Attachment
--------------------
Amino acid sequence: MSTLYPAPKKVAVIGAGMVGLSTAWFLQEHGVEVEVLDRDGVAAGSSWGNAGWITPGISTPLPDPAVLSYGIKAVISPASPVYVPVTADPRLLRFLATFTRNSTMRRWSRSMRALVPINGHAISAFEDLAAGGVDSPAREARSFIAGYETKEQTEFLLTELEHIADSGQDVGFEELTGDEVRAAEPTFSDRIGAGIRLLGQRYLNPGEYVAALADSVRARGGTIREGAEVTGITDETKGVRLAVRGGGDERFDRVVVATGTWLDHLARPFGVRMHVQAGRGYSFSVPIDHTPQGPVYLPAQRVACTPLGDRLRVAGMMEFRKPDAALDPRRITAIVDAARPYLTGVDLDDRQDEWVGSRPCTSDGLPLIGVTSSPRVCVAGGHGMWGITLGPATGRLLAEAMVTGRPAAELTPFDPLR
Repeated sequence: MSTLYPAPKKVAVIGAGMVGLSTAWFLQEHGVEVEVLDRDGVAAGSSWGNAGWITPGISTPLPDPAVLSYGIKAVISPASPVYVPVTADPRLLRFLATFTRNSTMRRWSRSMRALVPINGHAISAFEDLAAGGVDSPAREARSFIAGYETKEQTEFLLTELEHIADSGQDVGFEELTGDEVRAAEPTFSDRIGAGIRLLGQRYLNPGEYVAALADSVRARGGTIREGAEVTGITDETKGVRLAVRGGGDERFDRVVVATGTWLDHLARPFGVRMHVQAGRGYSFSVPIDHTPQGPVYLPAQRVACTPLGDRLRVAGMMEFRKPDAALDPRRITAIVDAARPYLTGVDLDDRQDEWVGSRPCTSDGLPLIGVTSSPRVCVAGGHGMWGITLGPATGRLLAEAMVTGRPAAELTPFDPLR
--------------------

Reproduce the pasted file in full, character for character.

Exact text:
Amino acid sequence: MSTLYPAPKKVAVIGAGMVGLSTAWFLQEHGVEVEVLDRDGVAAGSSWGNAGWITPGISTPLPDPAVLSYGIKAVISPASPVYVPVTADPRLLRFLATFTRNSTMRRWSRSMRALVPINGHAISAFEDLAAGGVDSPAREARSFIAGYETKEQTEFLLTELEHIADSGQDVGFEELTGDEVRAAEPTFSDRIGAGIRLLGQRYLNPGEYVAALADSVRARGGTIREGAEVTGITDETKGVRLAVRGGGDERFDRVVVATGTWLDHLARPFGVRMHVQAGRGYSFSVPIDHTPQGPVYLPAQRVACTPLGDRLRVAGMMEFRKPDAALDPRRITAIVDAARPYLTGVDLDDRQDEWVGSRPCTSDGLPLIGVTSSPRVCVAGGHGMWGITLGPATGRLLAEAMVTGRPAAELTPFDPLR
Repeated sequence: MSTLYPAPKKVAVIGAGMVGLSTAWFLQEHGVEVEVLDRDGVAAGSSWGNAGWITPGISTPLPDPAVLSYGIKAVISPASPVYVPVTADPRLLRFLATFTRNSTMRRWSRSMRALVPINGHAISAFEDLAAGGVDSPAREARSFIAGYETKEQTEFLLTELEHIADSGQDVGFEELTGDEVRAAEPTFSDRIGAGIRLLGQRYLNPGEYVAALADSVRARGGTIREGAEVTGITDETKGVRLAVRGGGDERFDRVVVATGTWLDHLARPFGVRMHVQAGRGYSFSVPIDHTPQGPVYLPAQRVACTPLGDRLRVAGMMEFRKPDAALDPRRITAIVDAARPYLTGVDLDDRQDEWVGSRPCTSDGLPLIGVTSSPRVCVAGGHGMWGITLGPATGRLLAEAMVTGRPAAELTPFDPLR